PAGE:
The Court finds that the information that Relators could obtain from borrowers is relevant
to the claims at hand. The borrowers have dealt with Defendants on loan modifications, and
likely have first-hand knowledge about Defendants’ practices. Additionally, the borrowers could
have information relating to damages they suffered from Defendants’ alleged unfair practices.
Therefore, the Court finds that the information is relevant to Relators claims.
Additionally, the Court finds that the current Protective Order and the Court’s contempt
powers are sufficient to provide borrowers with the protection they need. The current Protective
Order has provisions that protect borrower information from being disclosed or publicized in any
way outside of the litigation. Specifically, the Protective Order states that protected information
“shall not be used or shown, disseminated, copied, or in any way communicated to anyone for
any purpose whatsoever, except as [in this litigation]” and “parties receiving Protective
Information shall not under any circumstances sell, offer for sale, advertise, or publicize
Protected Information.” (Dkt. #98 at pp. 3, 5). Courts have agreed that such judicial restraints
are sufficient. In Washington v. Thurgood Marshall Acad., the court addressed the privacy rights
of third parties with a ruling, which required that “[d]ocuments produced and other information
gleaned from the subpoena shall be used only in this case and not otherwise disclosed.” 230
F.R.D. 18, 24 (D.D.C.), on reconsideration, 232 F.R.D. 6 (D.D.C. 2005). Likewise, in Seattle
Times Co. v. Rhinehart, after an organization was compelled to produce a list of its donors, the
trial court issued a protective order prohibiting the parties “publishing, disseminating, or using
the [non-party] information in any way except where necessary to prepare for and try the case.”
467 U.S. 20, 27 (1984). The same protective measures described in the cases are present in the
current Protective Order.3
Alternatively, Defendants assert that “Relators should be ordered to comply with the
limitations Defendants must observe when contacting their own customers, and to take other
steps necessary to mitigate against unnecessary confusion and inadvertent disclosure.” (Dkt.
As explained in the Court’s Order regarding Relators’ Motion for Modification of Protective Order [ECF #98] to
Allow Relators Access to Confidential Information (Dkt. #205), Relators propose the changes to the Protective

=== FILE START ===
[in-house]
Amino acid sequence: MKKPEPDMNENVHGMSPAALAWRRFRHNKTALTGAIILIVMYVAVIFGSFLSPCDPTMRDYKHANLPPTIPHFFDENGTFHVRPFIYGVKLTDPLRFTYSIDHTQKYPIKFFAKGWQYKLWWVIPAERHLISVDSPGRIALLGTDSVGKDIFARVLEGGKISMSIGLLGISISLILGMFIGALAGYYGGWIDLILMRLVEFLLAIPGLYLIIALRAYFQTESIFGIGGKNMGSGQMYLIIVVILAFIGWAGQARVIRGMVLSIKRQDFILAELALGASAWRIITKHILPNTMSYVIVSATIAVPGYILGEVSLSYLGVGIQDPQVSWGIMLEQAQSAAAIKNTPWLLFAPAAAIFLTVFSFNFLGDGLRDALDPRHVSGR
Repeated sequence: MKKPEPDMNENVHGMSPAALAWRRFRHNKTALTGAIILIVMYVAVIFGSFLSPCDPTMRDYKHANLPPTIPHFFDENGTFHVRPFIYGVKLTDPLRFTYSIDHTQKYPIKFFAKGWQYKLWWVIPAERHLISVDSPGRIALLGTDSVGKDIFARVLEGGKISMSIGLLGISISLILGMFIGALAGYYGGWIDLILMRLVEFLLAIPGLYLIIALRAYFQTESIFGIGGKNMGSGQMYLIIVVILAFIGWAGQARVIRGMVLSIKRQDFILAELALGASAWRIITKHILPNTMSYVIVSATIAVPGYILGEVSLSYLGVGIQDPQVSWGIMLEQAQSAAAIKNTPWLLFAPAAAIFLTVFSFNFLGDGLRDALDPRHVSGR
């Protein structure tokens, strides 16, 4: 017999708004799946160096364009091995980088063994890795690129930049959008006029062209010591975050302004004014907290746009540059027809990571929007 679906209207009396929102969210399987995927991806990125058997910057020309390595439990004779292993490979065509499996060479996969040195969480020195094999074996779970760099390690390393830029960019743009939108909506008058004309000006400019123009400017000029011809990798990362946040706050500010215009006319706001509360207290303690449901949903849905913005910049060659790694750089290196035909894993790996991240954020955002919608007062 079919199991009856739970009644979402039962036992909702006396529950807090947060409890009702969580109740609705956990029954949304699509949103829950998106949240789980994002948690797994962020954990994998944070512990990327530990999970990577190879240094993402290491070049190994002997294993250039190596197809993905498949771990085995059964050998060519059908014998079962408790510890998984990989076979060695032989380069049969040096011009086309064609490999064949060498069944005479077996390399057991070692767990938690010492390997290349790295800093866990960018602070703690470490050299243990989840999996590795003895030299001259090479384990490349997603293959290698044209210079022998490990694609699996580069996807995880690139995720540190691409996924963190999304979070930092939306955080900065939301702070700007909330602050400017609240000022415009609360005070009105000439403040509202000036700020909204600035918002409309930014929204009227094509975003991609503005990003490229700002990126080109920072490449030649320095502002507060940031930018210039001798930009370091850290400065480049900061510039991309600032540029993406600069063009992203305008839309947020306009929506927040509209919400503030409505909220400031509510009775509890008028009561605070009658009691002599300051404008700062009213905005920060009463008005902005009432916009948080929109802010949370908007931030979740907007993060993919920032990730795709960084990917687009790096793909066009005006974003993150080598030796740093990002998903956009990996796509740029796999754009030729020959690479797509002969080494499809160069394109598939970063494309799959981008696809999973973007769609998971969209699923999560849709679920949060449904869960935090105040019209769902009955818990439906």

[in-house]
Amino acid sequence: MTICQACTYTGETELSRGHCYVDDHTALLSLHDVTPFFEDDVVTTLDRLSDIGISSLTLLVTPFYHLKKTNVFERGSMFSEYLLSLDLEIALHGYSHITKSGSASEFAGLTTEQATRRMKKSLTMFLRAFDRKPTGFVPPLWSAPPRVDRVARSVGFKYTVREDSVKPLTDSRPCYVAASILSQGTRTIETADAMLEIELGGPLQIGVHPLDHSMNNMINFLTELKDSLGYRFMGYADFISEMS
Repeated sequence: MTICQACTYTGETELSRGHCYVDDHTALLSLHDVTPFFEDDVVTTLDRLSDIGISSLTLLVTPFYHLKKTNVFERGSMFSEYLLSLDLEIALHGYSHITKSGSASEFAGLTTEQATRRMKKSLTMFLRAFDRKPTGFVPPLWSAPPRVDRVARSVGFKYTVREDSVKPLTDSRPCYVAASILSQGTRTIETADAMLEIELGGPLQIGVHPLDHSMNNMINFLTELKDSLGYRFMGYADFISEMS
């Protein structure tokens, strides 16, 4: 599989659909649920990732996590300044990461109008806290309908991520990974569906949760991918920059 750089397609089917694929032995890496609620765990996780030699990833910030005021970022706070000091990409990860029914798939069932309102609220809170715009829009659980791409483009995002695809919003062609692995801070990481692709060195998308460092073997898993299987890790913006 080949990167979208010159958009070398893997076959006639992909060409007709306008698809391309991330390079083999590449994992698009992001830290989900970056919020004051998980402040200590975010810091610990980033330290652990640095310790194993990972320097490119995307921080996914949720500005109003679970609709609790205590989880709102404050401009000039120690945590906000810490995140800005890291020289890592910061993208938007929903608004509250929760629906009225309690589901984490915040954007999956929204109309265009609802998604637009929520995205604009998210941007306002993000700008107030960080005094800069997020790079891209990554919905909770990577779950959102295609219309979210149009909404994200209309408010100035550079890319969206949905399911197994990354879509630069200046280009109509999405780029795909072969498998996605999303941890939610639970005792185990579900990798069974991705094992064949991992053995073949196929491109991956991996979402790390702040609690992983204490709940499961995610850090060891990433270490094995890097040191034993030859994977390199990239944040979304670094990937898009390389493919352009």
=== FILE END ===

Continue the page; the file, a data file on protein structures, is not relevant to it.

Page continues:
Order, including the following language: (1) requiring Relators to disclose that borrowers are not required to speak
to them and (2) stating that the Defendants did not voluntarily disclose borrower information. The Court finds that
these additional safeguards provide protection against any possible impropriety when contacting the borrowers.
#196 at p. 8).
Specifically, Defendants allege that Relators should be required to do the
(1) [e]nsure that borrowers’ information is only discussed with the borrower to
whom the information belongs; (2) [c]ease communications with borrowers at any
time upon request; (3) [c]omply with the same privacy and data security
obligations imposed on Defendants; (4) [c]omply with Texas’s information
security requirements; (5) [a]uthenticate the identity of any person with whom
they speak over the phone before discussing any borrower’s personal information;
(6) [a]void calling borrowers before 8 a.m. or after 9 p.m. local time or at
borrowers’ places of employment, sending letters suggesting the communications
are from debt collectors, and implying that their communications with borrowers
are vouched for or approved by the United States; (7) [o]nly contact borrowers by
landline telephone or mail sent to a borrowers’ primary residence, absent prior
consent; (8) [l]imit the persons who can contact borrowers directly to counsel of
record, counsel’s employees, and Relators’ retained experts…; (9) [d]isclose that
borrowers’ financial information may be discussed, that borrowers are not
obligated to provide such information to Relators, that borrowers are not under
investigation, and that Relators’ communications with borrowers are made under
a process intended to protect borrowers’ privacy; (10) [a]void making any false or
misleading representation regarding the status of [Ocwen] or Homeward or the
United States’ participation or intervention in the cases; (11) [p]romptly identify
any borrowers with whom they have communicated and produce any documents
provided to them by borrowers, and to treat as ‘Protected Information’ under the
Protective Order any documents or information borrowers provide.
(Dkt. #196 at pp. 8-9). The Defendants’ proposed procedures are not necessary to protect the
borrowers’ private information as the Court has already entered a Protective Order that protects
the borrowers’ nonpublic, private information. Additionally, the proposed procedures are not
applicable to Relators because they govern (1) a financial institution’s duty to safeguard its
customers’ financial information, and (2) protocols for debt collectors. The Court finds that the
current Protective Order, combined with Relators’ proposed changes as outlined in Relators’
Motion for Modification of Protective Order [ECF #98] to Allow Relators Access to
Confidential Information (Dkt. #205) ensure the protection of the borrowers’ nonpublic,
It is therefore ORDERED that Ocwen Loan Servicing, LLC and Homeward Residential,
Inc.’s Motion for Protective Order to Protect the Privacy of their Borrowers (Dkt. #196) is
SIGNED this 22nd day of January, 2016.
AMOS L. MAZZANT
UNITED STATES DISTRICT JUDGE